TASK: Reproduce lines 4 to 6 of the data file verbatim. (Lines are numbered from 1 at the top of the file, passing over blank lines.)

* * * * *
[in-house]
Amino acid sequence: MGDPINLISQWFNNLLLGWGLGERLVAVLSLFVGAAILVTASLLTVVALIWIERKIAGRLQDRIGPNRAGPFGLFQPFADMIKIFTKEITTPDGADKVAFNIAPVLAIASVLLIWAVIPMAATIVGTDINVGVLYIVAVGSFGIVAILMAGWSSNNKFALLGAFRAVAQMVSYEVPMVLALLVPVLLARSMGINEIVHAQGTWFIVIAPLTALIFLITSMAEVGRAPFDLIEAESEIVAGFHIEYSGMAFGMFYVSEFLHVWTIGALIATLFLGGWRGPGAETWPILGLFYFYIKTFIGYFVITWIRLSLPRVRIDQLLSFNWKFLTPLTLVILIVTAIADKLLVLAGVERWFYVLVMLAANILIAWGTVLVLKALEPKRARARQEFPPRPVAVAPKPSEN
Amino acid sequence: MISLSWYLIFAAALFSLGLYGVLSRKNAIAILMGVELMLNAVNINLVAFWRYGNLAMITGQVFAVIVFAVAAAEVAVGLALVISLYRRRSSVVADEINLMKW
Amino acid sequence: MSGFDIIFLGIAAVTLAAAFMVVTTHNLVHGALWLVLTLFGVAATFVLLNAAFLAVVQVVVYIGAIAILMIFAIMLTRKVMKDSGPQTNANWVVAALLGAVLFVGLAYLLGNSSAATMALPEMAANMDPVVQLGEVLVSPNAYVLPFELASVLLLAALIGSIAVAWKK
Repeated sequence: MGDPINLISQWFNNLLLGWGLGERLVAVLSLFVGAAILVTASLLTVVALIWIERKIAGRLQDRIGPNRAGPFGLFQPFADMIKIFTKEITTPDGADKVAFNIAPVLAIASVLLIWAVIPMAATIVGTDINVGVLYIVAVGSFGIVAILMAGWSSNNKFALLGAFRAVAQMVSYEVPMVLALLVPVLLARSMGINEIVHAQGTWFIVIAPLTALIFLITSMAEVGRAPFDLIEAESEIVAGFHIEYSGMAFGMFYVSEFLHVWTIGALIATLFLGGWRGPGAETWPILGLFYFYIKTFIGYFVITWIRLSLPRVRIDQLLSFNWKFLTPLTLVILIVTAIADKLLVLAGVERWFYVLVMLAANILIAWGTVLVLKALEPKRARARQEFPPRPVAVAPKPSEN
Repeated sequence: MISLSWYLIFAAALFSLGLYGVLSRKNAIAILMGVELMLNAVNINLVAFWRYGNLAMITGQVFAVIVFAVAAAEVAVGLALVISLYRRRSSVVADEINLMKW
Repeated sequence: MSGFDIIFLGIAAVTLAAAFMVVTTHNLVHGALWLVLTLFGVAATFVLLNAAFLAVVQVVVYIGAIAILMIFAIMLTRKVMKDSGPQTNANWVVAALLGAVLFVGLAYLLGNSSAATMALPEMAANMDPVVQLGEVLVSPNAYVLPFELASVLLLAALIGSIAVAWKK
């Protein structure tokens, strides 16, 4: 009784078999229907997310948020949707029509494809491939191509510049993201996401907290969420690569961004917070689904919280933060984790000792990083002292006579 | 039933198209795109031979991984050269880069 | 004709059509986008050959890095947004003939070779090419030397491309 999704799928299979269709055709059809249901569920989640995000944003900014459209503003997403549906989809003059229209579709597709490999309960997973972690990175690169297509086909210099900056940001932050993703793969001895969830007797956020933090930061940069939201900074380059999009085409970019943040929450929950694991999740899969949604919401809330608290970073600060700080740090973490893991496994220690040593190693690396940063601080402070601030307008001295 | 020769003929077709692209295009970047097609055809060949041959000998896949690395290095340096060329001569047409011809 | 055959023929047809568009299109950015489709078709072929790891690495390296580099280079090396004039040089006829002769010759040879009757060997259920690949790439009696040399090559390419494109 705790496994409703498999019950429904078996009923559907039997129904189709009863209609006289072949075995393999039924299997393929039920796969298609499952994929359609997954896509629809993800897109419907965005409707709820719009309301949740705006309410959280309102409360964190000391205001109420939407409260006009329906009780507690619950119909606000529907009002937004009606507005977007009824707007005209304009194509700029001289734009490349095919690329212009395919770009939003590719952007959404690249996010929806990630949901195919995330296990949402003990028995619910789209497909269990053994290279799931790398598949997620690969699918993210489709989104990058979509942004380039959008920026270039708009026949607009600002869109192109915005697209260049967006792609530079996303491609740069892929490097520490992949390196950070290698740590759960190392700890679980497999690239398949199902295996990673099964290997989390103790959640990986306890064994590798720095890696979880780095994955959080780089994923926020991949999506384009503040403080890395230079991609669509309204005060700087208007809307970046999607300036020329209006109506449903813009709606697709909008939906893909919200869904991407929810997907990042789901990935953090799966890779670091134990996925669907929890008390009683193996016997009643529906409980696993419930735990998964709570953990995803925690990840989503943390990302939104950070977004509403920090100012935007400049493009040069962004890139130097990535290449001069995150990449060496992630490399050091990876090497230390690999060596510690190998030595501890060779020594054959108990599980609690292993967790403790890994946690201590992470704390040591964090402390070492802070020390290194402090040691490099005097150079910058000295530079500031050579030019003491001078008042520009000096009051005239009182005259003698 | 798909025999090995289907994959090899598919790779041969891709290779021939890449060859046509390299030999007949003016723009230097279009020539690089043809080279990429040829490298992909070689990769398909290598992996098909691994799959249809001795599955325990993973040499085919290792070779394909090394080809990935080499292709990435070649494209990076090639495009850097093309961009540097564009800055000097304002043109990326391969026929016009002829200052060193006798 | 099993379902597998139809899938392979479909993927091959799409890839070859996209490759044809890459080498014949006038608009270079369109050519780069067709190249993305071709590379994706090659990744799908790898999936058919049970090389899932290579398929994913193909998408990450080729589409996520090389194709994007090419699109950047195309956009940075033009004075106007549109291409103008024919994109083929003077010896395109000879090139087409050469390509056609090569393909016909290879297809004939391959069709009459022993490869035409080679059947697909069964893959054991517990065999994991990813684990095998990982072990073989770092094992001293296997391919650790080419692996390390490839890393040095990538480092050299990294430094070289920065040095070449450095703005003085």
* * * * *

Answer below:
Amino acid sequence: MSGFDIIFLGIAAVTLAAAFMVVTTHNLVHGALWLVLTLFGVAATFVLLNAAFLAVVQVVVYIGAIAILMIFAIMLTRKVMKDSGPQTNANWVVAALLGAVLFVGLAYLLGNSSAATMALPEMAANMDPVVQLGEVLVSPNAYVLPFELASVLLLAALIGSIAVAWKK
Repeated sequence: MGDPINLISQWFNNLLLGWGLGERLVAVLSLFVGAAILVTASLLTVVALIWIERKIAGRLQDRIGPNRAGPFGLFQPFADMIKIFTKEITTPDGADKVAFNIAPVLAIASVLLIWAVIPMAATIVGTDINVGVLYIVAVGSFGIVAILMAGWSSNNKFALLGAFRAVAQMVSYEVPMVLALLVPVLLARSMGINEIVHAQGTWFIVIAPLTALIFLITSMAEVGRAPFDLIEAESEIVAGFHIEYSGMAFGMFYVSEFLHVWTIGALIATLFLGGWRGPGAETWPILGLFYFYIKTFIGYFVITWIRLSLPRVRIDQLLSFNWKFLTPLTLVILIVTAIADKLLVLAGVERWFYVLVMLAANILIAWGTVLVLKALEPKRARARQEFPPRPVAVAPKPSEN
Repeated sequence: MISLSWYLIFAAALFSLGLYGVLSRKNAIAILMGVELMLNAVNINLVAFWRYGNLAMITGQVFAVIVFAVAAAEVAVGLALVISLYRRRSSVVADEINLMKW